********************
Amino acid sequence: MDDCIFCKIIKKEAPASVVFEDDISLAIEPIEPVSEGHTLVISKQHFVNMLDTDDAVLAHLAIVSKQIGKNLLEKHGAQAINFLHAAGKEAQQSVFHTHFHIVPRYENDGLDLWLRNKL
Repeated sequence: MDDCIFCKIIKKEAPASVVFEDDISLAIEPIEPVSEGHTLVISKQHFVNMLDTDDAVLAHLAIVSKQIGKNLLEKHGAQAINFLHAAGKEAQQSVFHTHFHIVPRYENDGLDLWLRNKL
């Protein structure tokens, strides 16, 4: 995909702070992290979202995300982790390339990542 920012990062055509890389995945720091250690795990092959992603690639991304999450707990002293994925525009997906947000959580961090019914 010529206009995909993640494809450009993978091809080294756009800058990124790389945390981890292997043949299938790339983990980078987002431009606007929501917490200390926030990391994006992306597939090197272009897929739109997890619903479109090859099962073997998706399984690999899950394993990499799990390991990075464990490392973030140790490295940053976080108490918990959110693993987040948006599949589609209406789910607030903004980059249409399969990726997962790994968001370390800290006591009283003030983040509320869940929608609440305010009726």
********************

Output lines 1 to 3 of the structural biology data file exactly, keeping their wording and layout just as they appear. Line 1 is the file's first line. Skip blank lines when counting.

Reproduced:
Amino acid sequence: MDDCIFCKIIKKEAPASVVFEDDISLAIEPIEPVSEGHTLVISKQHFVNMLDTDDAVLAHLAIVSKQIGKNLLEKHGAQAINFLHAAGKEAQQSVFHTHFHIVPRYENDGLDLWLRNKL
Repeated sequence: MDDCIFCKIIKKEAPASVVFEDDISLAIEPIEPVSEGHTLVISKQHFVNMLDTDDAVLAHLAIVSKQIGKNLLEKHGAQAINFLHAAGKEAQQSVFHTHFHIVPRYENDGLDLWLRNKL
């Protein structure tokens, strides 16, 4: 995909702070992290979202995300982790390339990542 920012990062055509890389995945720091250690795990092959992603690639991304999450707990002293994925525009997906947000959580961090019914 010529206009995909993640494809450009993978091809080294756009800058990124790389945390981890292997043949299938790339983990980078987002431009606007929501917490200390926030990391994006992306597939090197272009897929739109997890619903479109090859099962073997998706399984690999899950394993990499799990390991990075464990490392973030140790490295940053976080108490918990959110693993987040948006599949589609209406789910607030903004980059249409399969990726997962790994968001370390800290006591009283003030983040509320869940929608609440305010009726």